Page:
Fostering curiosity in kids (and their parents) since 2011

What happened to the wood of the Avery Oak tree?

The Avery Oak tree. (Image via Mark Holden, who turned a portion of the Avery Oak into a beautiful wooden box)

After learning that the Avery Oak tree had been turned into a gavel after a thunderstorm knocked it down in July 1973, The Five-Year-Old asked perplexedly: “Why would they make a gavel out of it? Why not a historical coaster?”

Although I was unable to determine whether or not a historical coaster was ever made out of the wood of the Avery Oak tree, I did find this beautiful picture of the Avery Oak tree on Mark Holden’s website. Holden had been commissioned by a friend of a friend to turn a portion of the fallen tree into a beautiful wooden box, and found himself interested in the origins of the materials he was working with.

My brief Google search also revealed that the Dedham Historical Society owns a chair made from the Avery Oak tree

Update: In May 2019, Johanna McBrien added a comment to this post to let me know that the Dedham Historical Society actually has quite a lot of information on the Avery Oak available to share with folks curious about this piece of Dedham history. In addition to the chair, the historical society owns both the gavel made from the Avery Oak and the land on which it stood. The Society also takes care of the new oak tree that replaced the original Avery Oak. You can find the Dedham Historical Society in Dedham Center between the post office and police station at 612 High Street. Thanks for letting me know, Johanna!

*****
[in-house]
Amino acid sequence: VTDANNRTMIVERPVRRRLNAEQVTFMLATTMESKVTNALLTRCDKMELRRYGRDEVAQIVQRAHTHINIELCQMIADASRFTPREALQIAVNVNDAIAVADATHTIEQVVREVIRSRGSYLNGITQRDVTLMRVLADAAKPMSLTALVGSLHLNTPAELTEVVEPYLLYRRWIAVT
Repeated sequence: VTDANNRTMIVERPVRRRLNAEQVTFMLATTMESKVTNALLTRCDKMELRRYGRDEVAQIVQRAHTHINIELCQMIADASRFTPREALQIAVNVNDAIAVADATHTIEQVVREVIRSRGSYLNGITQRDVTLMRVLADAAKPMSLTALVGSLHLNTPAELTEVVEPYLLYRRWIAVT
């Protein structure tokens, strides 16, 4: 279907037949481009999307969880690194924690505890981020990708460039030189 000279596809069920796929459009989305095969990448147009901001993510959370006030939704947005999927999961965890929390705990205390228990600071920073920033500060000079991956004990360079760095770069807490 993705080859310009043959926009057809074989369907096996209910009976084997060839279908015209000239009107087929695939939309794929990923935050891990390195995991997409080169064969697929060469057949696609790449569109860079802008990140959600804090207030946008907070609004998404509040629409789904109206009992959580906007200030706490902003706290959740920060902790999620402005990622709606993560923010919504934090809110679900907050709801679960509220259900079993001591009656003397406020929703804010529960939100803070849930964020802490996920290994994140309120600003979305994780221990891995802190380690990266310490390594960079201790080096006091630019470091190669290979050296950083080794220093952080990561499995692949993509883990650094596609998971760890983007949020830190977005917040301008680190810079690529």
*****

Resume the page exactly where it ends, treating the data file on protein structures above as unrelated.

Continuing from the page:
That brings the tally of objects known to have been made from the tree to one gavel, one box, and one chair. According to the “Avery Oak – gone but not forgotten” article on the Dedham Public Library’s website, several unidentified Dedham residents collected bits and pieces of the oak tree to save as mementos. The Five-Year-Old and I remain hopeful that an authentic Avery Oak historical coaster exists somewhere.

Related Links:

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2 Responses to “What happened to the wood of the Avery Oak tree?”

  1. Johanna McBrien

    Thank you for this post. It would be terrific if the link to the Dedham Historical Society & Museum went to the Society’s website,, rather than to the library’s website. Also, the Dedham Historical Society has extensive collections of material related to the Avery Oak and other Dedham history—and owns the gavel and the land on which the original Avery Oak stook and owns and maintains the new oak that replaced the original. Thank you for your post and for updating the information.


    • Shala Howell

      Thanks for writing to let me know, Johanna! I’ve updated the post.

      The Historical Society doesn’t happen to have historical Avery Oak coasters, do they? Inquiring daughters want to know. ๐Ÿ˜‰



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